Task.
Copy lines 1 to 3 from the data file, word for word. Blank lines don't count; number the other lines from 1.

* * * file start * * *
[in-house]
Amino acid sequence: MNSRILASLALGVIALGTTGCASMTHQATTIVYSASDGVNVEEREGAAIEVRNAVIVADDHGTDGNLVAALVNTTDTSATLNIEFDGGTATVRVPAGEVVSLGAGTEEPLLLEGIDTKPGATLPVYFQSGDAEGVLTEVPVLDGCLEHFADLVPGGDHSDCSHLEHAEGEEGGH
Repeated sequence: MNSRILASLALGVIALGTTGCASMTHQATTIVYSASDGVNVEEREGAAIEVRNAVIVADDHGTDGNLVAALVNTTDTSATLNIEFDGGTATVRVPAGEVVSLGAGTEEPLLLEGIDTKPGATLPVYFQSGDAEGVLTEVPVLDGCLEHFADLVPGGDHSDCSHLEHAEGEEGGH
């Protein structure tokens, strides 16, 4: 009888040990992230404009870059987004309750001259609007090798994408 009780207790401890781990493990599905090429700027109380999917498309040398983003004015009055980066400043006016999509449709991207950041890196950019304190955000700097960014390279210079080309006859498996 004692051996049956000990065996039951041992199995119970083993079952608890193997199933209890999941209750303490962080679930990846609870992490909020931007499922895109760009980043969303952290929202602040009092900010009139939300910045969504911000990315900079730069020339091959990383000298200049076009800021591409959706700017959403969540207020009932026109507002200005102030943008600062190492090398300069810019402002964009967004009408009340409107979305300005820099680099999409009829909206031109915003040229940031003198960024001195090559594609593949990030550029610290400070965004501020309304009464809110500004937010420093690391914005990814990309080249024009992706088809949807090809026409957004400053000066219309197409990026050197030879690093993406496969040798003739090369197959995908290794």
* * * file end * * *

[in-house]
Amino acid sequence: MNSRILASLALGVIALGTTGCASMTHQATTIVYSASDGVNVEEREGAAIEVRNAVIVADDHGTDGNLVAALVNTTDTSATLNIEFDGGTATVRVPAGEVVSLGAGTEEPLLLEGIDTKPGATLPVYFQSGDAEGVLTEVPVLDGCLEHFADLVPGGDHSDCSHLEHAEGEEGGH
Repeated sequence: MNSRILASLALGVIALGTTGCASMTHQATTIVYSASDGVNVEEREGAAIEVRNAVIVADDHGTDGNLVAALVNTTDTSATLNIEFDGGTATVRVPAGEVVSLGAGTEEPLLLEGIDTKPGATLPVYFQSGDAEGVLTEVPVLDGCLEHFADLVPGGDHSDCSHLEHAEGEEGGH